There was a collection of setsuwa (a literary genre that pertains to legends, mythical tales, anecdotes, etcetera) from the Heian period called “Nihon Ryōiki”. In that setsuwa, there was a story about a man who hailed from a province called Bingo, which is in what is now known as the Hiroshima Prefecture. This man found himself hearing a voice claiming that its eye was painful. When he turns to see who’s talking, he is faced with a skeleton. Protruding from the eye socket of the skeleton’s skull was a bamboo shoot.

The man takes out this bamboo shoot and lets the skeleton have some of the boiled rice he had cooked. The skeleton then talks about what had happened to him, how he had died, and his story. Because the man was so kind, the skeleton rewarded him. Although the story is similar to the Gashadokuro in the sense that they both have to do with a skeleton and its past grievances, they are in no way linked. This story has roots that go much farther and deeper than the contemporary history of the Gashadokuro.

Pop Culture and the Gashadokuro

The Gashadokuro has made several appearances in pop culture, perhaps because it itself is a relatively new entry into the Yokai realm. Nevertheless, this evil mythical creature is often used as a reference for a few villains in anime shows, or an evil boss in video games.

Anime, TV Shows, Films and Manga Series that Include Gashadokuro

“Pom Poko”, a Studio Ghibli film, briefly shows a Gashadokuro when a ghost parade is held in the middle of the movie. Another example - though it isn’t necessarily an anime show, it is still part of an animated series; is Hellboy: Sword of Storms. It features a Gashadokuro who emerges from a cemetery, which proceeds to let loose evil beasts; many of them Yokai monsters themselves.

The only anime that has been so far recorded to feature a Gashadokuro is “Inu x Boku SS”, where one of the characters (named Karuta Roromiya) can transform into a Gashadokuro herself. It’s known as her “youkai” form, as her newly morphed mythical entity glows with a violet aura. She tends to be shown eating often, hinting at the history of the Gashadokuro being made from the bones of those who once starved.

A manga series known for having a Gashadokuro is Nura: Rise of the Yokai Clan (also known as “Nurarihyon no Mago”. He appears in chapter 74. The Gashadokuro here is named Gashadokuro also and is a villain. He one eyeball, and is always hunched down.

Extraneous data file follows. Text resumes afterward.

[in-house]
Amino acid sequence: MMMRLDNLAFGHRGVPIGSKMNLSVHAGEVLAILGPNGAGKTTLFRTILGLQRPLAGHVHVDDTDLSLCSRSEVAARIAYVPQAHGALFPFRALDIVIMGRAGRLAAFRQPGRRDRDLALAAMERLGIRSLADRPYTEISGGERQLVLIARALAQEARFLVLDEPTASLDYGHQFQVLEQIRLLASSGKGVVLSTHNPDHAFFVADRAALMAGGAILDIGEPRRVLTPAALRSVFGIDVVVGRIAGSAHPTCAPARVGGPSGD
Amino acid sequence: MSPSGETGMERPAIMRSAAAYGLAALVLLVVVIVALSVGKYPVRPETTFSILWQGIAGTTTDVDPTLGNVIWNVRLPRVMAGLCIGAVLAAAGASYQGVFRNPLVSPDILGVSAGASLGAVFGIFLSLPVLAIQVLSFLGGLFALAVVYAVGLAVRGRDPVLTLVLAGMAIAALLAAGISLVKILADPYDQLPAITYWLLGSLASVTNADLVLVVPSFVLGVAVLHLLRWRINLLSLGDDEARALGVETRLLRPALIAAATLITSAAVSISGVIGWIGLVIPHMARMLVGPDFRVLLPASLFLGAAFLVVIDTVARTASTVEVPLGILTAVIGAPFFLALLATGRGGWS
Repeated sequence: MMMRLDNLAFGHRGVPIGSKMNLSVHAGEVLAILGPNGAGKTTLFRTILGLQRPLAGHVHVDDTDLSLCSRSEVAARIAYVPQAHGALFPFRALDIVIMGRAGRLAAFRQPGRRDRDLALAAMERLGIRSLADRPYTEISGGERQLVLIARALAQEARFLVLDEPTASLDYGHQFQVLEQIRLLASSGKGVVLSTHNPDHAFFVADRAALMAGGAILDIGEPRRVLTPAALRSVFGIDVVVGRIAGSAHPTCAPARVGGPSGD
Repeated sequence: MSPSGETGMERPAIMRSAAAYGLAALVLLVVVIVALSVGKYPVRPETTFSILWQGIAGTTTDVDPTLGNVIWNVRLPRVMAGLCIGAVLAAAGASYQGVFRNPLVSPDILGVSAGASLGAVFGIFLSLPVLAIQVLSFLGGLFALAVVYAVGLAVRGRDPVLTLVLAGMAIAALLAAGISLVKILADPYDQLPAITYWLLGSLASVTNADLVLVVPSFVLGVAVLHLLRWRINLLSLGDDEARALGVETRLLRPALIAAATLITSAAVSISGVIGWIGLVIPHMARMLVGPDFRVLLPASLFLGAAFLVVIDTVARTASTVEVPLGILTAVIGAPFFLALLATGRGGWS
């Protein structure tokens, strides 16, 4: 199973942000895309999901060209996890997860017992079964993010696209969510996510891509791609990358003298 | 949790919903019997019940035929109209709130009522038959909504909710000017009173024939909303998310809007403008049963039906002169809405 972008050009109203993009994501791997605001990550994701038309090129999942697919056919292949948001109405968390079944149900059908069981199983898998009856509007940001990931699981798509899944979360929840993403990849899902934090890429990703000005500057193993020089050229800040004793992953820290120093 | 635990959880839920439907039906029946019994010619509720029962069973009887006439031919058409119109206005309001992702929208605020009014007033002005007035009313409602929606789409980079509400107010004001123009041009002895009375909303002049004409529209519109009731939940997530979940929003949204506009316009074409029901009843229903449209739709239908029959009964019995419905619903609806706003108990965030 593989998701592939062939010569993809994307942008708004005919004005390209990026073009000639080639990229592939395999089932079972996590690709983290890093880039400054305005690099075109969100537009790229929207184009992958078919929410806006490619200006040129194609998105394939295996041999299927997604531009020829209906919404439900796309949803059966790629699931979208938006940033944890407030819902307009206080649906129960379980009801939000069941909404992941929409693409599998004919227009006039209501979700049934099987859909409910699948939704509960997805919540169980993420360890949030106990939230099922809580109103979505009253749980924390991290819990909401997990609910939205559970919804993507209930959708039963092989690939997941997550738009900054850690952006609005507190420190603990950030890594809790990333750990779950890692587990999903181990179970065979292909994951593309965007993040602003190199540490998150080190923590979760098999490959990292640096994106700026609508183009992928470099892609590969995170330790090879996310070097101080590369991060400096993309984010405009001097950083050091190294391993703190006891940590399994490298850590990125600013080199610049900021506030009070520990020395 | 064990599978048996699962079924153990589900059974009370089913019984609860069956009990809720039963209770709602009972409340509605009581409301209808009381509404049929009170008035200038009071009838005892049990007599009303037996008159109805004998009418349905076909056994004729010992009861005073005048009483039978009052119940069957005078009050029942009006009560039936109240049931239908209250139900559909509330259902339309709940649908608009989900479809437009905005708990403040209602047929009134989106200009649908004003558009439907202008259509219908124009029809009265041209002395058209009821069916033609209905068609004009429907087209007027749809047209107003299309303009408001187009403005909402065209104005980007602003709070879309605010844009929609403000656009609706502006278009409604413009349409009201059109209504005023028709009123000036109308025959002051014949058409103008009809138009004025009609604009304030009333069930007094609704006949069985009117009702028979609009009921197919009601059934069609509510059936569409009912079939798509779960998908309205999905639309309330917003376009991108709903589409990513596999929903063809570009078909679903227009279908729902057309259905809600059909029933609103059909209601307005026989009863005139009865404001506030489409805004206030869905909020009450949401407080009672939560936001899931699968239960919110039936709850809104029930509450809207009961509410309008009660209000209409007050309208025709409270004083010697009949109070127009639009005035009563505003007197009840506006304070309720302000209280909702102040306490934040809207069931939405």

Gashadokuro in Video Games

The appearance of the Gashadokuro is more apparent in video games than it is in any other medium, usually, because they make for a great character to fight against both in a visual and plot sense. A few instances where this monster appears is in Muramasa: The Demon Blade, where it serves as a final boss. Then it appears in several instances of Konami’s Castlevania, where it’s named Giant Skeleton. AdventureQuest Worlds also has its own version of the Gashadokuro, named “O-Dokuro”.

Use the Gashadokuro In Your Own Story

The point of myths in literature and folklore is not always just to tell a story of how things were before, but also to give one idea to add to one’s own stories; elements such as plot, archetypes, and so much more could be taken from such legends. Just as video games, television shows, and manga series have added this to their story, so can you – and your creativity and options on how to do this are endless. You can add the Gashadokuro in a short story or novel, or a comic you’re writing about; use it as a metaphor for hunger, or for bitterness over something it feels was unfair that happened in its lifetime.

Get A Tattoo of the Gashadokuro

Looking for a large tattoo idea? Whether you want it inked on your back or on your front abdomen, a cool idea would be a Gashadokuro. You may want to consider this, especially if you’re a fan of Japanese culture, history, and art.

The Gashadokuro is a unique mythical creature that hails from Japan; and though its chance of existing is just about as much as leprechaun or hippogriff, learning about and embracing elements of different cultures through their stories and art connects everyone in an intrinsic, yet global scale.